This winter was dragging on and on and on. Fortunately we’d foreseen a need for a break from it far in advance and planned a trip to Mexico to visit mis padres.
Some highlights, in no particular order:
- pal Rachel did her own escape from Boston’s relentless winter by meeting us down there
- Sarah and my dad did a duet at the BVG Open Mic session
- picked up a replacement stone for my ring (onyx had cracked; got a nice blue/green fire opal in there now)
- tried out Sonora Grill Prime at Plaza Neptuno (it was a great meal!)
- took in a live music concert downtown
- saw folk dancing representing regions all over Mexico at a free outdoor exhibition (get downtown early if you want to snag a seat)
- admired the requisite sunrises and sunsets
- clocked some pool time, recharging our solar cells
I’m over this winter stuff!
A couple weeks ago, I departed for a business trip to Romania. Upon my return, I headed to a local barbershop for a shave and a haircut. This was the longest and thickest and most luxurious my beard has ever become, and knowing we were about to leave Germany for a week of warmer climes, I thought a professional shave might be a good way to kick off a sunny vacation. Plus, thinking of all the border control measures, I look a lot more like the picture in my passport now.
This was my first-ever paid shave. A tiny Southeast Asian barber lady at the mall took good care of my face during the whole process.
- multiple confirmations before we got started: yes, really, please shave it all off
- lots of creams, oils, and salves before, during, and after
- warm towels, hot towels, cool towels
- gentle stretching of my face during the scrapey-scrape-scraping away of four and a half months of beard growth
I hold the record for the number of straight razor blades dulled during one shave job: 3 She never encountered a beard which dulled three razors before. I am oddly proud of that, somehow.
After the shave was completed, my skin was a little irritated, but she was very careful not to cut me, and after a few hours the redness disappeared.
On the way home, I noticed how cold the wind was for the first time this winter. I’m ready for Spring now.
The Guardian and NDR are reporting allegations that Google handed over journalists’ private personal data en masse in response to “catch-all” warrants against WikiLeaks’ employees, and then was not allowed to inform its clients, the journalists, that it did so for more than two years. On the NDR article page you can watch an interview in English with Sarah Harrison, an editor at WikiLeaks.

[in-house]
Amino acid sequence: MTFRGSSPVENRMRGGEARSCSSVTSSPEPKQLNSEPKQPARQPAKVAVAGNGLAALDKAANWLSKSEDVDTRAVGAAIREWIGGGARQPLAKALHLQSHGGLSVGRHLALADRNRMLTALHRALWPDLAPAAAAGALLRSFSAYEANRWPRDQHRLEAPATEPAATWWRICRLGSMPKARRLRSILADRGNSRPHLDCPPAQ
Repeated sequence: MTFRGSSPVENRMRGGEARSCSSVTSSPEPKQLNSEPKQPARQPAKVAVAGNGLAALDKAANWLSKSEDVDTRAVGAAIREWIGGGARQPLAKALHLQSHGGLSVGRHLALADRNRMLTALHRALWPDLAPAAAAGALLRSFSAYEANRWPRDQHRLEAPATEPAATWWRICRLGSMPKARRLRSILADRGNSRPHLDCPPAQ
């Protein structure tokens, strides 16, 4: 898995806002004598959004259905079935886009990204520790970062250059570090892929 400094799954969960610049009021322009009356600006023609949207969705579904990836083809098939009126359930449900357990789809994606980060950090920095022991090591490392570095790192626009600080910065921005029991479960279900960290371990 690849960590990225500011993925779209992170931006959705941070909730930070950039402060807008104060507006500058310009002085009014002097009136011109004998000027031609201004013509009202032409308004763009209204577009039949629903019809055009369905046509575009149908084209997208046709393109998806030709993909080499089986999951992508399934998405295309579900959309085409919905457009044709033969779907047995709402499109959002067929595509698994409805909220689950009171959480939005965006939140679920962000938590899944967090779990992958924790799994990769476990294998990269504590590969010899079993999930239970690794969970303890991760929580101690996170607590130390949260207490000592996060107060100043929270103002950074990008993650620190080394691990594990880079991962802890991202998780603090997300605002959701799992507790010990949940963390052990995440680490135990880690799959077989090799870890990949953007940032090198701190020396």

WikiLeaks’ founder asserts that Google was complicit in the USA’s violation of its own constitution. I am not a lawyer, journalist, spy, political agitator, or hacker. But the slippery slope facilitating that hand-over of data, irrespective of its legality, creeps me out. Continue reading More thoughts on consumer privacy and electronic communication
Our buddy Residentonearth suggested a weekend in London to hit the British Museum’s excellent exhibit “Germany: memories of a nation” before it closes out. We’re glad she had the idea! Continue reading Jaunt through London to learn about Germany
The weather has been mighty weird around here lately. We’re down in the South, so we’re not getting battered by hurricane-force storms like the North is, but we’re still feeling its effects. The clouds, when not sprinkling rain, freezing rain, or (less recently) dumping big soft fluffy snowflakes onto us, are racing across the sky, bringing dynamic shadows to our town. The Danube is overflowing its banks on the islands, but not quite yet on the city side. It’s not far off, either.
Once in a while, when the clouds and sun play nice together, we get a rosy sky at dusk around 16:45:
I’m sick of cooking. Yeah, I didn’t think it would ever happen, either, but the recently wrapped-up holiday season kinda tested my limits. Mostly because I’m tired of doing dishes, but at least part of it is a lack of inspiration. As much as I wanted to go out last night, I didn’t feel like spending the money, so I looked inward…to my pantry. It had to be something made from staples that wasn’t boring. The technique came from one recipe and the flavor profile from another and it yielded delicious results: subtly sweet and smoky, with a salty punch from cheese and some half & half to ease the acidic edges. And it came together in the amount of time it took to boil the pasta.
Maybe my mojo’s not entirely gone.
1 T olive oil
1 T butter
2 shallots, diced
3 cloves garlic, chopped
2 T tomato paste
1/4 c white wine
1/2 t basil
1/2 t oregano
large pinch red pepper flakes (optional)
1 jar (3-4 peppers) roasted red peppers, drained, lightly rinsed and roughly chopped
2/3 c half & half
1/4 c Parmesan cheese, grated
salt to taste*
In a small saucepan, heat oil and butter to medium-low. Sauté shallots and garlic until just tender, then stir in tomato paste and cook for a couple of minutes. Add wine, basil, oregano and red pepper flakes, stir to combine and allow wine to reduce to 1/3 (the boozy smell the should be gone). Reduce heat to low, add the red peppers and half & half and stir until everything is combined. Allow to heat to a bare simmer, then blend with a stick blender until very smooth. Stir in the cheese and bring sauce to a simmer for 3-5 minutes, stirring constantly, but do not allow it to get to a full boil. Taste and adjust seasoning as desired. Toss with pasta and serve with more cheese for sprinkling.
*The peppers I used had a little salt in them, as part of the preservation process. Combined with the cheese, that was salty enough for us. Plus, be careful not to blot out the peppers’ sweetness – I think that’s where the interest comes from.
We’ve got the solstice behind us, but if the days are already getting longer, it sure doesn’t feel like it yet.